The ardent embrace kneads the figure alive – it’s a rare feeling. Mighty muscled and intent piggy he grasps the marble flesh and she yields her rocky realms. La Dolce Vita! But I had no floozy handy – though plenty of stone – yes, all those stony faces coming and going, milestones of recessive humanity.
It was great at the end of the day to see the Starlings wild, wide flight; the cheerful chatter and the dizzy stoop atoned for my solitude; but… yes, oh yes, there’s a BUT! I was wary of my new mates and resolved to keep ‘meself’ to ‘meself’ except when duty called. Up the Flag… On-paryde…
So I took coffee in the gallery restaurant and lunch in a pub, divorcing myself from the gossipy restroom (we attendants had a cooker there). Playing the toff hurt my pocket, but it was worth it to sit at a table away from our benevolent Director and his staff. They brought the outer world to my claustrophobic day and I sketched them (I’ve taken lessons). So far so good… I drifted KON TIKI like semaphoring a nod when undertaking a chore or directing the public. Serene as a sunbeam, I reflected the genuine ochre. Yes, yes that’s me! And how nice to be in these wild flung reaches and not until ten o’clock of the civilised morn; in wet weather you dry out in comfort, everything’s spicker than span and the place is stocked with oceans of endeavour.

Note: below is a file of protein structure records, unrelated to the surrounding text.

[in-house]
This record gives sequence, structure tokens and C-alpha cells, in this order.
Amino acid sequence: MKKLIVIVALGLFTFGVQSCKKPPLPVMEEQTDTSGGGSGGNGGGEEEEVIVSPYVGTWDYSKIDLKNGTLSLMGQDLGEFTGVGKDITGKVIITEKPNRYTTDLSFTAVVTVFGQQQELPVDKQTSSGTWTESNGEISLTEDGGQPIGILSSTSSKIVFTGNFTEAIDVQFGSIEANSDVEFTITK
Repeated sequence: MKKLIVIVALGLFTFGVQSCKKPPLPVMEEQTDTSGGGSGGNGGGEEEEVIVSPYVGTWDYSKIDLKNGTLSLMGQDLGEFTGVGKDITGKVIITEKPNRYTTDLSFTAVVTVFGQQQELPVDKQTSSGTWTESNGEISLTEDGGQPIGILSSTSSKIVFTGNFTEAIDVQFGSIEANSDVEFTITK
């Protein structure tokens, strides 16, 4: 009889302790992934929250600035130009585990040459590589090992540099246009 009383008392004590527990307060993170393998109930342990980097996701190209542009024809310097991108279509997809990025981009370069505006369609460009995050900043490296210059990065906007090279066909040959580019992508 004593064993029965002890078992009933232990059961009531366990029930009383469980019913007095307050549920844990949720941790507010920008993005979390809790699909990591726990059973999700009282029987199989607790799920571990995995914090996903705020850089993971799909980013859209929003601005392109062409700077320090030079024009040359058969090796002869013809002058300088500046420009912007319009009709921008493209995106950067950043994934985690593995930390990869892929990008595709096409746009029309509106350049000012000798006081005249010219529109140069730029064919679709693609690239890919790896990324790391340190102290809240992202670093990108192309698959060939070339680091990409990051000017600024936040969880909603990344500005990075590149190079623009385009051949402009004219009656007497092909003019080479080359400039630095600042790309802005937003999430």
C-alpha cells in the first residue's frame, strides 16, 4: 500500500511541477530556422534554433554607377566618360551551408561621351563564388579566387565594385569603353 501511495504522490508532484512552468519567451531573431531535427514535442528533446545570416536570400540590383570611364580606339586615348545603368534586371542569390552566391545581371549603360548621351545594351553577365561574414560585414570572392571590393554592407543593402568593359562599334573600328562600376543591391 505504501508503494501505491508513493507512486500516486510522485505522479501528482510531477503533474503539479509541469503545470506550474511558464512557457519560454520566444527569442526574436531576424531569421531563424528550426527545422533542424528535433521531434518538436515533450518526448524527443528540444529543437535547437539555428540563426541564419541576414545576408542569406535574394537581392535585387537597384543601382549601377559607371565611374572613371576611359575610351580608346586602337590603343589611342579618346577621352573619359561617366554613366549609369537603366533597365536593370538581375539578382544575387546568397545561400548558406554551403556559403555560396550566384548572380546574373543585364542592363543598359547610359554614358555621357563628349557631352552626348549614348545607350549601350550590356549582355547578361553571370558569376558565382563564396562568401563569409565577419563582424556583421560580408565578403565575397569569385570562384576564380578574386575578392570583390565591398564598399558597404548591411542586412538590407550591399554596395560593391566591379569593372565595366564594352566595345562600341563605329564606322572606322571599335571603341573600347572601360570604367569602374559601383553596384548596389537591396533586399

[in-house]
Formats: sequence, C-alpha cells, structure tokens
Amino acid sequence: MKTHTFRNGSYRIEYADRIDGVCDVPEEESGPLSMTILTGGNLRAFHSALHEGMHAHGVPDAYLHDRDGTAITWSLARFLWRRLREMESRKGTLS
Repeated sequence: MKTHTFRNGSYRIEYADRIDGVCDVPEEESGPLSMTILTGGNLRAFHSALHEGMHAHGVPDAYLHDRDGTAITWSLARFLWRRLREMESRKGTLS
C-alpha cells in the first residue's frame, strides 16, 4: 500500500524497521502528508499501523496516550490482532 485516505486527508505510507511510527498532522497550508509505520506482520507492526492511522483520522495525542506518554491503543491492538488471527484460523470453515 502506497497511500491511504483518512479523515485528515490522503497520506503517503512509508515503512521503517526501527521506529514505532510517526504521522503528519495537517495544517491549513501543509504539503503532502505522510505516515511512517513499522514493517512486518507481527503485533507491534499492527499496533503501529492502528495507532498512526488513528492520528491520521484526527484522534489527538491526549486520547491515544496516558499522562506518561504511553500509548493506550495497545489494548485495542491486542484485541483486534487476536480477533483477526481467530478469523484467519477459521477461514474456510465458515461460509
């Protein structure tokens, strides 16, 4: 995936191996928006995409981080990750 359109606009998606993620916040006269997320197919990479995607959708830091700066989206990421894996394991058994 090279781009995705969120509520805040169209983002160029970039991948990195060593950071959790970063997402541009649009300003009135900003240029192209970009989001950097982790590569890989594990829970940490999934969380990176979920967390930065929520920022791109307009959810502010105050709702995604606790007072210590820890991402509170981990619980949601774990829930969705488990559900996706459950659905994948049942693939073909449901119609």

I did talk to one blithe spirit – you Mac! – you said I’d be a week here and a week there ‘round the rooms like a satellite’, your very expression. I knew then that you were simpatico, bless you! ‘Be careful of Farley – the Top Attendant’. Remember? So I was prepared when I overheard gossip re-unreal duties, concerning toilets (more of this in a minute). In these high latitudes in the Kingdom of Amphysia – the sun never sets on her – you’ve to battle for your rights. I was getting to know the pictures all the same.